The Rush to Rugby

With the outbreak of war in 1914, most football clubs were very slow to allow their players to break their contracts and enlist, thus earning the sport no little opprobrium. In contrast, the nation’s Rugby Union players joined en masse. Their story I’d brilliantly told through the prism of Rosslyn Park RFC by Stephen Cooper.

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After the war, there was the so-called ‘Rush to Rugby’. 221 new clubs were formed and the sport became predominant in the public and grammar schools. Outside of the game ‘s heartlands, such as the South West or the Scottish Borders, this was a middle class rush. Rugby Union was a strictly amateur game, and at the top level one dominated by the products of the public schools. International Rugby drew huge crowds: 70,000 saw the Russian Prince Oblensky score the try shown in the clip.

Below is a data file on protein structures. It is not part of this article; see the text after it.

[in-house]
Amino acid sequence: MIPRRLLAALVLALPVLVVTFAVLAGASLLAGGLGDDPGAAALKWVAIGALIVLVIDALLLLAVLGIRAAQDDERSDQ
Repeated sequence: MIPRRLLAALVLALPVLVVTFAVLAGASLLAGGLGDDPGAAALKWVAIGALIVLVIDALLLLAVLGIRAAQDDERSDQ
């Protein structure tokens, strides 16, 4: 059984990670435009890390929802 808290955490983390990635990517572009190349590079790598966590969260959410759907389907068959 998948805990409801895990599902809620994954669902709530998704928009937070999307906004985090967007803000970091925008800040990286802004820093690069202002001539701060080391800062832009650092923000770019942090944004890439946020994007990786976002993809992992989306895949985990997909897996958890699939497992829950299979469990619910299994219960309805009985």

In 1895, a number of Northern clubs broke away to form the Northern Union, over the issue of broken time payments (money to compensate players for taking Saturday morning off work to play in away matches). The Rugby League, as it became after the Great War, was concentrated in a belt across Northern England, where it was followed passionately. Featherstone, a Yorkshire town of 10,000, had 13 supporters clubs and on the day there was a live match on TV, drew a crowd of 3,400 for an everyday Featherstone Rovers match.

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